Radhagovinda Temple – The Radha-Govinda Temple is in close proximity to the Jor-Mandir Group of temples. Its structural grandeur stands as another remembrance of the Malla Rulers in terms of a definite example of their dedicated craftsmanship and architectural conscience. The temple was raised during the period of Krishna Singha as ruler, in 1729 AD. The temple has three arched openings on each side, and is supported by bas-relief décor. The recently conserved Tower top of the temple adds its old glitter and amongst all the nearby temples, including the Jor-Mandir Group and Radha-Mohana temple, it stands out to be the leading configuration. The abandoned sanctum, as usual, stands witness of the dedication and religious dawns of its own times. The sculptural engravings are individually ‘blocked’, and recent conservation activities have made the entire complex attractive. Adjacent to the Radha-Govinda temple stands a minute temple and another structure, that once used to form another temple, but has been conserved from ruins.
Mrinmayee Temple – Mrinmoyee, the family deity of Malla Kings was established 997 A.D. It is said that 29th Malla King, Jagat Malla was told by the Goddess in his dream to shift his capital from Pradyumnapur to Bishnupur. Accordingly the king shifted his capital. Ma Mrinmoyee was the family deity of Malla Kings. According to the scholars king Jagat Malla found a statue of the deity under a tree, which was the form of Bramhi and Baishnabi of Devi Durga. According to these scholars this particular type of image was worshipped in a heff and not on earth. According to the desire of Devi the face of the Statue was hidden behind a clay face. Therefore the name is Mrinmoyee.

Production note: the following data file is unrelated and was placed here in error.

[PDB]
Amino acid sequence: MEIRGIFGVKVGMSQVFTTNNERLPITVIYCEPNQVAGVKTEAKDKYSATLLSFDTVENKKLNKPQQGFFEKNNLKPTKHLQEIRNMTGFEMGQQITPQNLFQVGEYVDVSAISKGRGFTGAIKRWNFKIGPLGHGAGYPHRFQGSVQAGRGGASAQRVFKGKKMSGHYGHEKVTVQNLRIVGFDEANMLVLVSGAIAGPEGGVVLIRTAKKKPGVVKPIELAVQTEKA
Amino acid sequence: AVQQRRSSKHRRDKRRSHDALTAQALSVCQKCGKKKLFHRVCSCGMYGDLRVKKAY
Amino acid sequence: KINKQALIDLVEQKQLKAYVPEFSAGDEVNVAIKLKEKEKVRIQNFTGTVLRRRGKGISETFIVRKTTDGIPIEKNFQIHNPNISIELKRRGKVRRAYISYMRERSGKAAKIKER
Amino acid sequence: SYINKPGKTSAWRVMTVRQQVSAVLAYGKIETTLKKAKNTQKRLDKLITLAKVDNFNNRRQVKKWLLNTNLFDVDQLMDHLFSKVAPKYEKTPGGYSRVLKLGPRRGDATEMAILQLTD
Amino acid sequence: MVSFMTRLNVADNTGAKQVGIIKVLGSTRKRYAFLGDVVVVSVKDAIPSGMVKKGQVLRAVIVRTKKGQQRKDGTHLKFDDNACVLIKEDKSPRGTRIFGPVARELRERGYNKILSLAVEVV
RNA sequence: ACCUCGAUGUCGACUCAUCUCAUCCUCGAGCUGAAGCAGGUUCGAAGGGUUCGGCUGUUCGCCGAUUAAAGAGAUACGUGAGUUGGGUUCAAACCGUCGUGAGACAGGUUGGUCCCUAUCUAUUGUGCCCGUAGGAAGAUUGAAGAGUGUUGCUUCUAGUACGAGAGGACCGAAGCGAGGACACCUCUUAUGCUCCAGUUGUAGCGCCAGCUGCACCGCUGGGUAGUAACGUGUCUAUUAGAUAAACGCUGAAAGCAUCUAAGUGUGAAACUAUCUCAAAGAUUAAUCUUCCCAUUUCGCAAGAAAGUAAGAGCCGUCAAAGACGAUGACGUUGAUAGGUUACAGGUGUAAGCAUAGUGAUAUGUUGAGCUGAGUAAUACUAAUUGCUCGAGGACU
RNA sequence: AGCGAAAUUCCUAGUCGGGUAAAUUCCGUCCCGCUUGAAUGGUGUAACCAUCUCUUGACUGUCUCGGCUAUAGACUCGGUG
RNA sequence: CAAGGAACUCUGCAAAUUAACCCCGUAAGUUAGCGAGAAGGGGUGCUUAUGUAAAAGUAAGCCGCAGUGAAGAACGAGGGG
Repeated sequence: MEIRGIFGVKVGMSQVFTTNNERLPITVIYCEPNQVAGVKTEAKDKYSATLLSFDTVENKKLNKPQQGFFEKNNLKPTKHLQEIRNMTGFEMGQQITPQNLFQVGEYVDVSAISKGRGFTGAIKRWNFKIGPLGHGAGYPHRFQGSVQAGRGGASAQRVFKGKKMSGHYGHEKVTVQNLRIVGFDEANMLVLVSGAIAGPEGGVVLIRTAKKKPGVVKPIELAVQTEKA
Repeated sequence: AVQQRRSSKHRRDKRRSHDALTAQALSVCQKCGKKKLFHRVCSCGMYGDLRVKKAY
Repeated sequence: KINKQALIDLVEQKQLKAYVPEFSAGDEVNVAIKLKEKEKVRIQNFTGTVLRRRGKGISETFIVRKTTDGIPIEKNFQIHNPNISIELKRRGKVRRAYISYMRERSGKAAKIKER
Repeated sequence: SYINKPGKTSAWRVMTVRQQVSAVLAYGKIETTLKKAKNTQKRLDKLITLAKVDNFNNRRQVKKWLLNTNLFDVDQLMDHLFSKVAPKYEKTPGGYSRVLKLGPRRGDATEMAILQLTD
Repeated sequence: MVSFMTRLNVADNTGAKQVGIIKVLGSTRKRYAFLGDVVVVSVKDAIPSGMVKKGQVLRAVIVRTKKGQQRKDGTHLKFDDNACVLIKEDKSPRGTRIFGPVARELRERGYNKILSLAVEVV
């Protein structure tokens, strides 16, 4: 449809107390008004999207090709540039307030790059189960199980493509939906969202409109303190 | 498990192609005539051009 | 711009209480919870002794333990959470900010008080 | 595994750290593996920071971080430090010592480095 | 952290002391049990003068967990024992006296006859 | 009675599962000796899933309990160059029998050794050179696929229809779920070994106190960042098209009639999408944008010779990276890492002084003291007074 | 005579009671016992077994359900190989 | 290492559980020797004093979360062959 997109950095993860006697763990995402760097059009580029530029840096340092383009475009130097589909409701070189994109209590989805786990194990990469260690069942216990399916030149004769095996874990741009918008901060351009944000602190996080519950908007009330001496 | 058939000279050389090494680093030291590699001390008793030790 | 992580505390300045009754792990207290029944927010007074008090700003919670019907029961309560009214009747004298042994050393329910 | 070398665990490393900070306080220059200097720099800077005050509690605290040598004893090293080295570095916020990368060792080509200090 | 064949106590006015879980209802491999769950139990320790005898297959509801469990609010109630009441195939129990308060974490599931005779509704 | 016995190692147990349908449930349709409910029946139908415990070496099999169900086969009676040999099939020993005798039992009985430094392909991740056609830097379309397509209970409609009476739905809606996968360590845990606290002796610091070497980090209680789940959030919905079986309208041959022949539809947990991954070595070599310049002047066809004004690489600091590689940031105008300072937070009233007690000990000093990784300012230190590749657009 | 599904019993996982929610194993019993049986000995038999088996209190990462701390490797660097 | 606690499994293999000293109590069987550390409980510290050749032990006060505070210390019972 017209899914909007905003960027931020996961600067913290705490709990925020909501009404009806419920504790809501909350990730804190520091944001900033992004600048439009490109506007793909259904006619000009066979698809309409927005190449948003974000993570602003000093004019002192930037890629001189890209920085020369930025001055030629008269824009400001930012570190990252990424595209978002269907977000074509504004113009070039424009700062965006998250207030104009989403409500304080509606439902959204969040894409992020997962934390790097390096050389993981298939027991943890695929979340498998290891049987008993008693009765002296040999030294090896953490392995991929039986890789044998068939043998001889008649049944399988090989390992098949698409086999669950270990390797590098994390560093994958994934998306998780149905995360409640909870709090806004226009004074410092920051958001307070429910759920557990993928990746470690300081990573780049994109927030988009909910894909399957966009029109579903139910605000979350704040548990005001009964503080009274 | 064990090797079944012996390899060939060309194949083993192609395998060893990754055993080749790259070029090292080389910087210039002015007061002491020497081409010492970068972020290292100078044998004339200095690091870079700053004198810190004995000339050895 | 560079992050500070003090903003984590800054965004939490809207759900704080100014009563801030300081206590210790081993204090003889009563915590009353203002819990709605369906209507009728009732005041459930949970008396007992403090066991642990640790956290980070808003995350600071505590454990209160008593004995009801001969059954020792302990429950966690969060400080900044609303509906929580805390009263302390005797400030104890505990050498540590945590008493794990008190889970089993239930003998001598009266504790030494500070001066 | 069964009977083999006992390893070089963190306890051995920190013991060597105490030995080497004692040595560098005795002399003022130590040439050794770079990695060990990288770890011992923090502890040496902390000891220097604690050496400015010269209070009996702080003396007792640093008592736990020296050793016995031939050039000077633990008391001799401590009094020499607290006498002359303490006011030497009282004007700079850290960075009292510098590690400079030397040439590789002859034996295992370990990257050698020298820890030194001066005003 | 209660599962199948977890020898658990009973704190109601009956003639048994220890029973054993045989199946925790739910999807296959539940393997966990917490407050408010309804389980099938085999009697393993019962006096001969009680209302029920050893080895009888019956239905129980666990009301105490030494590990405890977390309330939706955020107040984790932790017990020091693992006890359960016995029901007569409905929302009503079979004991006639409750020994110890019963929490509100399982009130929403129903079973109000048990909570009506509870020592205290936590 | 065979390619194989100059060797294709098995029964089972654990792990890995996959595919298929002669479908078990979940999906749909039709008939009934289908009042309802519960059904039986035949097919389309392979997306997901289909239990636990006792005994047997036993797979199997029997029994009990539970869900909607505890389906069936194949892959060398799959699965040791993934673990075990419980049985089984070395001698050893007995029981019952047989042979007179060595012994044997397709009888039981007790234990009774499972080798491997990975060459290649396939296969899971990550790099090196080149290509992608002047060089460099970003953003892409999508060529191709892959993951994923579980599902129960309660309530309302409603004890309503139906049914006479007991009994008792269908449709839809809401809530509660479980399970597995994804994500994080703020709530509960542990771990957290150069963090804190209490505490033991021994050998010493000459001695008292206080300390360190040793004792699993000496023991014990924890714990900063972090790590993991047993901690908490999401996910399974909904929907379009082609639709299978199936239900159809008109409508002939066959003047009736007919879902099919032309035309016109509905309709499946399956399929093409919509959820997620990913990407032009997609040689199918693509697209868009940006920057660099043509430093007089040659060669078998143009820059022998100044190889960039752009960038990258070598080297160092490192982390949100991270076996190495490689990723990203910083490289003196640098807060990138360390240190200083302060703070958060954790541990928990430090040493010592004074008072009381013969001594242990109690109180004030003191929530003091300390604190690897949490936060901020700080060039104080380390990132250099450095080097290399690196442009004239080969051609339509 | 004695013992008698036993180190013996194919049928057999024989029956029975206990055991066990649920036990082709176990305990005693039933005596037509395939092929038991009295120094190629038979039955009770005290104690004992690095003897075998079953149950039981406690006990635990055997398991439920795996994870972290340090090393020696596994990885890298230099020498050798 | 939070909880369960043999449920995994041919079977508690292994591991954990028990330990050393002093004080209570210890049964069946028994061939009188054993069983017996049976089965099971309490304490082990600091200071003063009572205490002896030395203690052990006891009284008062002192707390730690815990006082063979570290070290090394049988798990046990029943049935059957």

Radhashyam Temple – This Laterite temple stands south of the Lalji temple, encompassed within a large patio. The temple, thought to have been constructed in 1758 AD by Chaitanya Singha, is known to be the most recent among all the dated temples in Bishnupur. This Square Planned temple measures 12.5 m on all sides and 10.7 m in height. Famous for its stucco relief, these are exquisitely garlanded and elaborative in nature, including symmetric and floral icons of dedicated craftsmanship. The inner sanctum is widely ornamented with scenes from the Ramayana, Anantashayana of Lord Vishnu and alternate figures of Sri Sri Radha-Krishna. The majority of theses figures and images are in a decrepit status. Still, they are regularly worshipped along with the prime icon of Lord Krishna and Radha, known as Radha-Shyam. To date, this temple stands as an icon of the dedication of the Malla Rulers towards the Vaishnava Sect.
Jora Mandir – The Jor-Mandir Group of temples stands very near to the Lal-Bandh, towards the southern end. The non-metalled road from the Chinnamasta Temple takes one through to these temples. Two comparatively well-built and another miniature temple forms this group. The temples have a unique architectural format. The temple lying to the north and the one in the south are the matured ones, while the third one lying between them is a diminutive one. These three temples are known to have been built by the Malla King, Gopala Singha in c.1726 AD. The most ornamented temple is the small one. This is a rather unusual style of craftsmanship. The stucco figures on the walls of the temple stand impressive till this date. All three temples follow the patent Eka-Ratna style of architecture. Sculptural depictions are specific scenes and panels from The Ramayana and the Krishna-Lila.